You now have a simple, platform-reliant way of preventing unnecessary requests. You have another tool in your belt to save your users time and money. Also you’ve got a way to save a little carbon from being released into our atmosphere to power a server farm. And you can use this tool with any style of website: static file sites, single page applications, and server rendered applications. It’s a superpower.
The implementations of Back/Forward caches in popular browsers are helping to improve this experience even further - which has the benefit of significantly speeding up the web for up to 20% of navigations!
The usual uses cases for Service Workers is pre-caching; custom offline pages; saving pages for offline reading. What if we could use the Push API to introduce a subscription strategy based on content push and offline first?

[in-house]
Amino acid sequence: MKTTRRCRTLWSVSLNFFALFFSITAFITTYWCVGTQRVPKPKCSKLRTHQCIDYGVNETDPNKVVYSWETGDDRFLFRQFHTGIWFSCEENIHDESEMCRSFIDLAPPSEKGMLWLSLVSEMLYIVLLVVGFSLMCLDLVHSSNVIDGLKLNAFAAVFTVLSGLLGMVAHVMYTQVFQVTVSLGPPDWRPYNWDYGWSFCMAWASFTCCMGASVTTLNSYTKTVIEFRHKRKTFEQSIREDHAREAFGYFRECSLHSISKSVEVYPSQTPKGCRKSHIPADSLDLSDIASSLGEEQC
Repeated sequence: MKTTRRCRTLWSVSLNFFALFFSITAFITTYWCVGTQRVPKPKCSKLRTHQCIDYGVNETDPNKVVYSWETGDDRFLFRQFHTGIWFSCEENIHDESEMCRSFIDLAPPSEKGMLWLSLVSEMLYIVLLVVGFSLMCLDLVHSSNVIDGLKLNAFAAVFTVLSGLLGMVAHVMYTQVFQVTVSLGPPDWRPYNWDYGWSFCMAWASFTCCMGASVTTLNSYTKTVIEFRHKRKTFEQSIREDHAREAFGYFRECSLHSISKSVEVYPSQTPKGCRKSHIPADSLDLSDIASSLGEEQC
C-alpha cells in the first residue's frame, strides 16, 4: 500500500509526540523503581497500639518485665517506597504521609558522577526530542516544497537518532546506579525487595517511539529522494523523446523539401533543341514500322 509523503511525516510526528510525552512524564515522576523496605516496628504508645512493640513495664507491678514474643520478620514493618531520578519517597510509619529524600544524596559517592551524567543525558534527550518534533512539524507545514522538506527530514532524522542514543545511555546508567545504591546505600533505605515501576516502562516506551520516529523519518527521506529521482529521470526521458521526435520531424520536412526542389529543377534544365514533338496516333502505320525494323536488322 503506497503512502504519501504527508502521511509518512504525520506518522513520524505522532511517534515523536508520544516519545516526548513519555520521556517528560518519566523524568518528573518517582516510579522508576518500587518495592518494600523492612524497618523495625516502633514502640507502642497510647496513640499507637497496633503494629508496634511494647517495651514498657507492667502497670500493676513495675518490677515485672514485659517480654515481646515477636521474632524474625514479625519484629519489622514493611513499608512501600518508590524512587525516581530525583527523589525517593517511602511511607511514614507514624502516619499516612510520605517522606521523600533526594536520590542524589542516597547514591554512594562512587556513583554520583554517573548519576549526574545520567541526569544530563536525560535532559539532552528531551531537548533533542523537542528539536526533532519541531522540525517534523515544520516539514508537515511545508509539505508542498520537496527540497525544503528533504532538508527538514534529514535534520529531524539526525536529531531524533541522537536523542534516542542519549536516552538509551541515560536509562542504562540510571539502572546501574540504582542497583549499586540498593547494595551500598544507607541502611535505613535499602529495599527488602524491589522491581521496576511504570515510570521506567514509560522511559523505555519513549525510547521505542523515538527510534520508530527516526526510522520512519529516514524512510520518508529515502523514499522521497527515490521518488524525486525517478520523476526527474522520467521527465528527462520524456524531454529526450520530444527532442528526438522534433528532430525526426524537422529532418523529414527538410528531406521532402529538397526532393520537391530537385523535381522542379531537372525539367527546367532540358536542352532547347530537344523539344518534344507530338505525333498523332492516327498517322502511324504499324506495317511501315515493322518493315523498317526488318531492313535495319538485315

"For most developers, code caching should “just work”. It works best, like any cache, when things stay unchanged, and works on heuristics which can change between versions. Nevertheless, code caching does have behaviors that can be used, and limitations which can be avoided, and careful analysis using chrome://tracing can help you tweak and optimize the use of caches by your web app."
"In a year since Facebook’s blog about Cache-Control Immutable, we can see that it’s usage has spread beyond Facebook and is being used by a handful of large 3rd parties and ~4150 additional domains. Across all of the pages in the HTTP Archive, 2% of requests and 30% of sites appear to include at least 1 immutable response. Additionally, most of the sites that are using it have the directive set on assets that have a long freshness lifetime."
"Managing your service worker cache invalidation is a key step in making your progressive web app a rich robust experience. It ensures that the content your customer sees and interacts with is the freshest content possible. It also guards your app from overstepping the cache quota and potentially causing a complete purge of everything you stored."
"In this article we have looked into using caching in order to enhance website performance. The enhanced performance will in turn lower operating costs for our websites and preserve our users’ flow, leading to a great user experience."